Andrzej Lukowski, TimeOut London: So what of the quality of the show? It famously 'defied the critics' who reviewed it when it opened in 1985, to become the longest-running West End musical in history. Whereas some long-runners are undeniably pretty bad ('The Mousetrap' is terrible, 'Mamma Mia!' is only tolerable if you're drunk - these are facts), 'Les Mis' has a towering passion and operatic intensity - not to mention absolutely belting tunes, in gorgeous multilayered vocal arrangements - that operate on a visceral, gut level. It whumps you in the solar plexus, especially when sold by the sort of world-class singers that Mackintosh rightly insists on keeping it stocked with. I think, maybe, where the original critics tried to dissect and analyse this sprawling epic, the original audiences just let it overwhelm them.
Thea Jacobs, The Sun: Musical numbers Master of the House and Lovely Ladies are simply stunning pieces of theatre, with clever staging and amazing costumes. Mackintosh proves once again why he is the king of theatre. If you've not seen Les Misérables don't wait any longer. It's a must see and I'm not surprised it's still delighting audiences.
Aleks Sierz, Arts Desk: At the end of the day, you can either hate the bombast of the music or thrill to its open-souled and self-sacrificing idealism. It barely needs to be said that the picture that this musical paints of the poor echoes sights you can see in the streets every day, and so there is little point in denying its political punch. It's one of those shows where you can feel just how much people want to pay tribute to its sense of social justice. At the same time, Hugo's Roman Catholicism soaks the whole enterprise with a constant dew of guilt and redemption, and the finale - when the dead walk again with the living - is almost, if not quite, spoilt by the line about love being the only way to see the face of God. But never mind. As that other French anthem has it, march on, march on...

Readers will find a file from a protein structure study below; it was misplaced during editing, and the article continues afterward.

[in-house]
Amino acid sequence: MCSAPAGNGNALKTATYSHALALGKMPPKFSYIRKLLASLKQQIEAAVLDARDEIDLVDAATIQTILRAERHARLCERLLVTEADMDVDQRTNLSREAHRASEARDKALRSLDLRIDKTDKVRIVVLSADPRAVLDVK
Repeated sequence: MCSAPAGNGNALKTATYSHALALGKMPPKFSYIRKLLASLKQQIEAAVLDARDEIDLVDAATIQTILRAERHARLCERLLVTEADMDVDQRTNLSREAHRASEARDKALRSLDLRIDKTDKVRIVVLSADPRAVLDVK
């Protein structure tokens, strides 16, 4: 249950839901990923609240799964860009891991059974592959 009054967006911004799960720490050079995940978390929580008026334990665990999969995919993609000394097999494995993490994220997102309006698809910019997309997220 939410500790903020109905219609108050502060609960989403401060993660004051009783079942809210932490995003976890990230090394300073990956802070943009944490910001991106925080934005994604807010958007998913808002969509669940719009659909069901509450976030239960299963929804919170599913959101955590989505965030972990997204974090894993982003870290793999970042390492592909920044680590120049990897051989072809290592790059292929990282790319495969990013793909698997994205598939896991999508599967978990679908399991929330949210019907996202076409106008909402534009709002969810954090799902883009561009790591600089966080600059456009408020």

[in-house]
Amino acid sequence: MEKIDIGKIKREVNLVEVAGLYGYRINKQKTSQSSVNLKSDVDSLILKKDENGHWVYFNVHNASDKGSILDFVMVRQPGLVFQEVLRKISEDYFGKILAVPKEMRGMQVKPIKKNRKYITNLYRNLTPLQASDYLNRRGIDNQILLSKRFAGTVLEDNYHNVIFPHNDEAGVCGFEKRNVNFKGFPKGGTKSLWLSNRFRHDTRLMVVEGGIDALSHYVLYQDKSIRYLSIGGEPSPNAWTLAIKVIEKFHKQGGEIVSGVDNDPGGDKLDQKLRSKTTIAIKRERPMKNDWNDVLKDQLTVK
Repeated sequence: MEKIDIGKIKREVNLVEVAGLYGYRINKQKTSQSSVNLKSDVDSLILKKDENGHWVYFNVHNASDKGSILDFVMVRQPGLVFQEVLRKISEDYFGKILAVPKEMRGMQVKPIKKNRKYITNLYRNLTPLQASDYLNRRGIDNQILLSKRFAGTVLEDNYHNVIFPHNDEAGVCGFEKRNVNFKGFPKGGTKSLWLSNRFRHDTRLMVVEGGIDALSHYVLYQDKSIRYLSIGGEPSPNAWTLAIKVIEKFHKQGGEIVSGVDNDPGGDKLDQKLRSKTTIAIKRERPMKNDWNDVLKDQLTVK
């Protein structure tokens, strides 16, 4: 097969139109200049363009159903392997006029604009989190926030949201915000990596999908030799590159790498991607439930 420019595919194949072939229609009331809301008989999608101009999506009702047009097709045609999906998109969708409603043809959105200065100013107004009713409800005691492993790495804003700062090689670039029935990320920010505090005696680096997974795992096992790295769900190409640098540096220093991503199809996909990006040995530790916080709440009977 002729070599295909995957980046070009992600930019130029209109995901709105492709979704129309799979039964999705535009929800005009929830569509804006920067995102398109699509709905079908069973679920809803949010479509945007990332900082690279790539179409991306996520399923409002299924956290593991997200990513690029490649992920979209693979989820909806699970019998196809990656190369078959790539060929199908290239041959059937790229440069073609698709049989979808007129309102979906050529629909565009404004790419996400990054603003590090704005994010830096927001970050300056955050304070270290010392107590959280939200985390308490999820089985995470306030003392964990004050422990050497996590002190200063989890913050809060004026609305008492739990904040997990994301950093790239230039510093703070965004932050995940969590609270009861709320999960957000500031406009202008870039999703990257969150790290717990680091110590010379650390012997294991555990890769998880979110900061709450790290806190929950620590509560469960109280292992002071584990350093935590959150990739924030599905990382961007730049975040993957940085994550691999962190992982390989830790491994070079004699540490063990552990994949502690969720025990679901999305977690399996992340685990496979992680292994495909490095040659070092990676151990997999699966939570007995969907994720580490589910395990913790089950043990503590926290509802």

Tim Bano, The Stage: Directors Laurence Connor and James Powell lean a bit too much towards a tense, strained atmosphere, where everyone has angry faces - angry Valjean, angry Enjolras, really angry Javert. They've added a lot more violence, too, again part of that edgy aesthetic they're going for, which frankly adds nothing. But mostly, they just make it feel alive. There are so many little human moments that would have been swallowed up in the previous version, and they've also tried to get under the skin of these characters a bit more. They feel more real, and less like archetypes.
Mark Shenton, London Theatre: As both a producer and theatre owner, Cameron Mackintosh has always been about attention to detail; the reopening of this theatre and show gives him an opportunity to prove his meticulous care in both. But I also love fresh new details, whether it be the reintroduction of rear dress circle boxes that are newly named in honour of Maggie Smith and Judi Dench, or new cast members like West End regular Josefina Gabrielle, who - cast entirely against her usual sophisticated type as Madame Thenardier - is virtually unrecognisable and truly hilarious. The show remains a thrilling triumph. Here's to the next 35 years, as it looks set to become The Mousetrap of musical theatre; but unlike that murder mystery, there's hardly any mystery to why it's such an enduring success.